Monday, October 16, 2006


I had run to the post office for a couple rolls of stamps.

"That's $78," the clerk said. I handed her my credit card. "Oh. Uh would you like anything else? A calendar? A teddy bear?"

"A teddy bear?" I laughed. "No just the stamps."

"They make us do that. Sell other stuff," the clerk explained, embarrassed.

"I know," I said. "I work in marketing. I understand."

I felt bad for the clerk. Selling teddy bears was not a natural extension of her relationship with the customer. It was just an add-on sale and it felt awkward for her and for me. The problem is the post office's self-serving perspective on marketing. And they're not alone.

Marketing, as we define it today, is all about selling stuff.

Unfortunately, if you study marketing, at its deepest level, it's suppose to be customer centered. And although quick-selling gimmicks will help boost sales temporarily, in the end they can erode the brand's relationship with the customer.

I believe good marketing is, to coin a phrase, "nonmarketing". The focus needs to be more about customer-serving products than self-serving profits. It's about service more than selling.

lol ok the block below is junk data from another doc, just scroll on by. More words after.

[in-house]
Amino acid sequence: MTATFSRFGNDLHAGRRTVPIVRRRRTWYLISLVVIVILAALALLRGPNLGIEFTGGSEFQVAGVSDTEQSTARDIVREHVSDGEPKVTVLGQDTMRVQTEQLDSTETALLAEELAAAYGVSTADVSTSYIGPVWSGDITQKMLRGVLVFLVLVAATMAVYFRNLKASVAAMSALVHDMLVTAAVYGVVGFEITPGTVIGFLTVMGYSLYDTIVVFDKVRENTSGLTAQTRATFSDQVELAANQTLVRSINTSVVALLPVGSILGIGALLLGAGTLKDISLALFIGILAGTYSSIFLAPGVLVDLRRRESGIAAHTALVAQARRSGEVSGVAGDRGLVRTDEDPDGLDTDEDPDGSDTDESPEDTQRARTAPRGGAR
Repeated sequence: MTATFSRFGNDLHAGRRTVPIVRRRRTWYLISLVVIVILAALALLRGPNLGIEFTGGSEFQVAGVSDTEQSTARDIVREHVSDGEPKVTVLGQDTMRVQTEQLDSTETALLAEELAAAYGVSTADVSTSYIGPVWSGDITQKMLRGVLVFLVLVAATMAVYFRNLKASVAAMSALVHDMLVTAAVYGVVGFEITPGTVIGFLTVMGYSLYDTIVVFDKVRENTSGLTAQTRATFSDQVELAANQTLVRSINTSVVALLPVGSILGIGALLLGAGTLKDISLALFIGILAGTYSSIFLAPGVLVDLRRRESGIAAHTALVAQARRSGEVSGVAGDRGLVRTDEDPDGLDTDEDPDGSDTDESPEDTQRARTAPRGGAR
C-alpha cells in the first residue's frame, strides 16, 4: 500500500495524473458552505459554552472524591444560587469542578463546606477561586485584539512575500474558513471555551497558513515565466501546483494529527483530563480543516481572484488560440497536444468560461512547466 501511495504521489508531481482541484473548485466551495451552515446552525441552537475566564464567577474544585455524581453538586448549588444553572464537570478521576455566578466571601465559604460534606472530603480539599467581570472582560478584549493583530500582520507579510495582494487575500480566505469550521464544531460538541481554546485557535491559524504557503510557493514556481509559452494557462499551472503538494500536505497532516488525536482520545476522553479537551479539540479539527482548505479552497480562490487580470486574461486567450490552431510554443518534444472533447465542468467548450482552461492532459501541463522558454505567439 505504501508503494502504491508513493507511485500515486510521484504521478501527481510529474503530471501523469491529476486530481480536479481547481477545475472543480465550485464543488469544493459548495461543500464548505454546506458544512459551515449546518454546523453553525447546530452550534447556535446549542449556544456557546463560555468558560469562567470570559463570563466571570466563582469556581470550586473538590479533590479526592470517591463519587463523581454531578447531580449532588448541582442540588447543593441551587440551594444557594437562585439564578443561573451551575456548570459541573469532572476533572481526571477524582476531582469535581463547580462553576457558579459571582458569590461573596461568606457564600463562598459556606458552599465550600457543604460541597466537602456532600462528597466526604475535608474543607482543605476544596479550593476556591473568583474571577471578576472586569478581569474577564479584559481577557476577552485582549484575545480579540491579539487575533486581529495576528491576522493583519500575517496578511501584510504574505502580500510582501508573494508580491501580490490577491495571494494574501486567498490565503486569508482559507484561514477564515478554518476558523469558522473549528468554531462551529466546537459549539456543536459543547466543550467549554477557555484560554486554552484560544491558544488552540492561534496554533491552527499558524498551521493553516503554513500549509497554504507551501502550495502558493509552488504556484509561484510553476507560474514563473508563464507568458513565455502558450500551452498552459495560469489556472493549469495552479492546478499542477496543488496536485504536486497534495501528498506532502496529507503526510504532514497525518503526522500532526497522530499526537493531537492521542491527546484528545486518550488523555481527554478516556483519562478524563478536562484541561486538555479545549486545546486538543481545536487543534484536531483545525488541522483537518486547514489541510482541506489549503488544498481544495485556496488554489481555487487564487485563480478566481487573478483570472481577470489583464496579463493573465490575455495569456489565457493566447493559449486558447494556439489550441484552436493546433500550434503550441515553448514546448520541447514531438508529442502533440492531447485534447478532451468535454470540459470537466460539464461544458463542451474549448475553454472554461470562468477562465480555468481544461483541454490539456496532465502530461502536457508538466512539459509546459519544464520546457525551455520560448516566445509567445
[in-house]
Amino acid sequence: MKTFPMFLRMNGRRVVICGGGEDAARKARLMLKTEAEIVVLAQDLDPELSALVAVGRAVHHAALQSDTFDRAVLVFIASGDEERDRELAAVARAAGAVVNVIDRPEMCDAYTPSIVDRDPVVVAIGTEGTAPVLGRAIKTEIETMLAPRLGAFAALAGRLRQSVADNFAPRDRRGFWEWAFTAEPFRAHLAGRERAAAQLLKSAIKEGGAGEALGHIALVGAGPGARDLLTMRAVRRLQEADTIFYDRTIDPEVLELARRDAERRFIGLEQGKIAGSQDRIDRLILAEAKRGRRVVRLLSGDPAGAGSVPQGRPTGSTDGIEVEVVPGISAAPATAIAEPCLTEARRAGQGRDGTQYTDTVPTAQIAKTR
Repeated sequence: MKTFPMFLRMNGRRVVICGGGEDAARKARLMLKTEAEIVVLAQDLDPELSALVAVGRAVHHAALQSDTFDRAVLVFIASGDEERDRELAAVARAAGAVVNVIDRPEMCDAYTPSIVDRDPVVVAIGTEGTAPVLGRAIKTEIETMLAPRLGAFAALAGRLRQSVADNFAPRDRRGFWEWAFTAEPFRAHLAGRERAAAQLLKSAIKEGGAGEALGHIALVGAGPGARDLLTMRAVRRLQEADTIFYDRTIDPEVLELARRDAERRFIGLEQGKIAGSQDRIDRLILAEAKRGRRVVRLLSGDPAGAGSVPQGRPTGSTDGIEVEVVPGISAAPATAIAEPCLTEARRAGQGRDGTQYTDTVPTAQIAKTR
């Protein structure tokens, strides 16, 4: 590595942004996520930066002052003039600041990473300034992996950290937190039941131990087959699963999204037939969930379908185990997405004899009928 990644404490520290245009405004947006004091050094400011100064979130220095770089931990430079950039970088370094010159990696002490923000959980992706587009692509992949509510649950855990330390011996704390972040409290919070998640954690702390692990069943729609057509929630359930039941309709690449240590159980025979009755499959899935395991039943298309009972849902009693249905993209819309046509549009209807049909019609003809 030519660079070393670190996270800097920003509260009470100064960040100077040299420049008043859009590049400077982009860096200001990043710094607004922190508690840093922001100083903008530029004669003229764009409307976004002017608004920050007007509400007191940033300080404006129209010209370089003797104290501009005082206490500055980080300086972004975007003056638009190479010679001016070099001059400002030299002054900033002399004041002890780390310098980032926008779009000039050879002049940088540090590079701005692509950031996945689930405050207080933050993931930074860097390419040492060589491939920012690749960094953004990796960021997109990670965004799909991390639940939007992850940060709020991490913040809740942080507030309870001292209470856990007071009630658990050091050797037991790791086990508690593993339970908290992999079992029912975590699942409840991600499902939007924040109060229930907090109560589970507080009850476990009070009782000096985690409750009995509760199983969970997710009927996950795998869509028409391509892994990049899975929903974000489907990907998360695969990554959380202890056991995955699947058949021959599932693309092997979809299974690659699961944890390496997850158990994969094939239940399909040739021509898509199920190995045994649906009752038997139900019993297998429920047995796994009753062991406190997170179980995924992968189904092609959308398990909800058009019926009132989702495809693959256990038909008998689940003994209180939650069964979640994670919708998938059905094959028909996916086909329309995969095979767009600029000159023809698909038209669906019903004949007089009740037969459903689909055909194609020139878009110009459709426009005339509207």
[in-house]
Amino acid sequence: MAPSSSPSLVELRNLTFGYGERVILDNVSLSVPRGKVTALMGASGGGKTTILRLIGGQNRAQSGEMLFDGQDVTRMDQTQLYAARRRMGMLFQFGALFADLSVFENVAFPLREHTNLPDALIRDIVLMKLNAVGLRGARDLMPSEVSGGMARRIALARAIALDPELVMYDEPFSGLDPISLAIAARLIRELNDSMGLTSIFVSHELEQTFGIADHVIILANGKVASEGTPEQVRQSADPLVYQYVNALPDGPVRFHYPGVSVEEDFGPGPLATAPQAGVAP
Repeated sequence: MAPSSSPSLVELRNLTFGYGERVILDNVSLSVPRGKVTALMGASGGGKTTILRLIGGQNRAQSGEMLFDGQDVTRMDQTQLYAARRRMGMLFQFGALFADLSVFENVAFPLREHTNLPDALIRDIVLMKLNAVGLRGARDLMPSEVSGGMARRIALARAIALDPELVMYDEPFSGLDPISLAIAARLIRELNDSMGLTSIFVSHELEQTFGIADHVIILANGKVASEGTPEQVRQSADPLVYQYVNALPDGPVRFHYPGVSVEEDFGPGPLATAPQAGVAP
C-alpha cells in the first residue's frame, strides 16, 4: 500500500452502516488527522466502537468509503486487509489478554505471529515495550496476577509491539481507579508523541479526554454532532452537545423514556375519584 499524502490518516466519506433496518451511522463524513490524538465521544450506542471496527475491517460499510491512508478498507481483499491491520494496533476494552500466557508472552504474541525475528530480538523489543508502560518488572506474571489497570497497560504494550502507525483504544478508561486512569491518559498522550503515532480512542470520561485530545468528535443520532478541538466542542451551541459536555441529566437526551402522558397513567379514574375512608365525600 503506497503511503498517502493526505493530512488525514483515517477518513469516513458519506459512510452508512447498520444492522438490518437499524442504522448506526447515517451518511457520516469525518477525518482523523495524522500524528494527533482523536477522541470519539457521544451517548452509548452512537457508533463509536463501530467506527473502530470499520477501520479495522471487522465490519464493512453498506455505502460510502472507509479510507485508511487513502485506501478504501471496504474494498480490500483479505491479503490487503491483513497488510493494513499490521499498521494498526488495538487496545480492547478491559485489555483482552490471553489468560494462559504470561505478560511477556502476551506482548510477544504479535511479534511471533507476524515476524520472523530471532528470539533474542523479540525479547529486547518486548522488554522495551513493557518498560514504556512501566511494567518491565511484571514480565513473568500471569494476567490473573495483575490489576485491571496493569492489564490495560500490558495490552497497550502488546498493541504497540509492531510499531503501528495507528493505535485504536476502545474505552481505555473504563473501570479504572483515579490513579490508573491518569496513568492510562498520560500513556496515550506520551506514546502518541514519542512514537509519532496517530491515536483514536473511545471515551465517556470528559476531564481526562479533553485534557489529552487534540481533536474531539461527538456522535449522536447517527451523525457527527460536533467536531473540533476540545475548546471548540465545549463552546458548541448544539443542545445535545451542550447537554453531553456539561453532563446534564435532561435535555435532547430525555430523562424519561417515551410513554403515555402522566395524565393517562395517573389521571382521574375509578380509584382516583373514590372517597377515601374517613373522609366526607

In the post office's case, the problem is unfocused brand extension. Who goes to the post office to buy a plush toy? Can you imagine what Beth would say if I gave her a USPS teddy bear for our anniversary? (Don't think I haven't done worse!)

Wouldn't the post office build more long-term sales by developing services that compete more effectively with FedEx, UPS or DHL? And barring that, what if they more aggressively promoted philately (stamp collections). That's more of a natural brand extension and an exclusive product line only they can market.

By the way, let me know if you'd like to buy "PromOs", the new Sasso Marketing breakfast cereal. (Slogan: "Eat your competition for breakfast".)

- Phil Sasso

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